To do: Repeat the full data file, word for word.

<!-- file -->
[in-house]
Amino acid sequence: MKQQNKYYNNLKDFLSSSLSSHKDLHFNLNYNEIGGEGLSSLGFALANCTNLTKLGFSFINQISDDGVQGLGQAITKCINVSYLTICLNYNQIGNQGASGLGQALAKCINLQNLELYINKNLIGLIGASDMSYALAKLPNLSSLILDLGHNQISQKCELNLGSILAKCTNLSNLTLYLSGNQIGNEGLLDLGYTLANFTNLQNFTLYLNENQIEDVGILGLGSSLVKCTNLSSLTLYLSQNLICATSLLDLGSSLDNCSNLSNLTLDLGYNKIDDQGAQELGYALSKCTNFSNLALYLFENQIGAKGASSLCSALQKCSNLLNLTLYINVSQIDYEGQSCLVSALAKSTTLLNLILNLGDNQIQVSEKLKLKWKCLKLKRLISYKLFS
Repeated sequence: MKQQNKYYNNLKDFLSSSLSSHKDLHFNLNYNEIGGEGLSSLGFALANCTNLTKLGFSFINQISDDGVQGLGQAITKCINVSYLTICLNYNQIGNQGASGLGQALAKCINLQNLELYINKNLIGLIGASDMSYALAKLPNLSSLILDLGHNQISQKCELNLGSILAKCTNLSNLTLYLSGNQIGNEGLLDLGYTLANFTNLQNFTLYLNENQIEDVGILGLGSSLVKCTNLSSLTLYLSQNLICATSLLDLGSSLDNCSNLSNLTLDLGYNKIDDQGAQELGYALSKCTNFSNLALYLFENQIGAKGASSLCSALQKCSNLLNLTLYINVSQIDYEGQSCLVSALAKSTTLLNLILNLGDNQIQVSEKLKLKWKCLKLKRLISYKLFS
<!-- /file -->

[in-house]
Amino acid sequence: MKQQNKYYNNLKDFLSSSLSSHKDLHFNLNYNEIGGEGLSSLGFALANCTNLTKLGFSFINQISDDGVQGLGQAITKCINVSYLTICLNYNQIGNQGASGLGQALAKCINLQNLELYINKNLIGLIGASDMSYALAKLPNLSSLILDLGHNQISQKCELNLGSILAKCTNLSNLTLYLSGNQIGNEGLLDLGYTLANFTNLQNFTLYLNENQIEDVGILGLGSSLVKCTNLSSLTLYLSQNLICATSLLDLGSSLDNCSNLSNLTLDLGYNKIDDQGAQELGYALSKCTNFSNLALYLFENQIGAKGASSLCSALQKCSNLLNLTLYINVSQIDYEGQSCLVSALAKSTTLLNLILNLGDNQIQVSEKLKLKWKCLKLKRLISYKLFS
Repeated sequence: MKQQNKYYNNLKDFLSSSLSSHKDLHFNLNYNEIGGEGLSSLGFALANCTNLTKLGFSFINQISDDGVQGLGQAITKCINVSYLTICLNYNQIGNQGASGLGQALAKCINLQNLELYINKNLIGLIGASDMSYALAKLPNLSSLILDLGHNQISQKCELNLGSILAKCTNLSNLTLYLSGNQIGNEGLLDLGYTLANFTNLQNFTLYLNENQIEDVGILGLGSSLVKCTNLSSLTLYLSQNLICATSLLDLGSSLDNCSNLSNLTLDLGYNKIDDQGAQELGYALSKCTNFSNLALYLFENQIGAKGASSLCSALQKCSNLLNLTLYINVSQIDYEGQSCLVSALAKSTTLLNLILNLGDNQIQVSEKLKLKWKCLKLKRLISYKLFS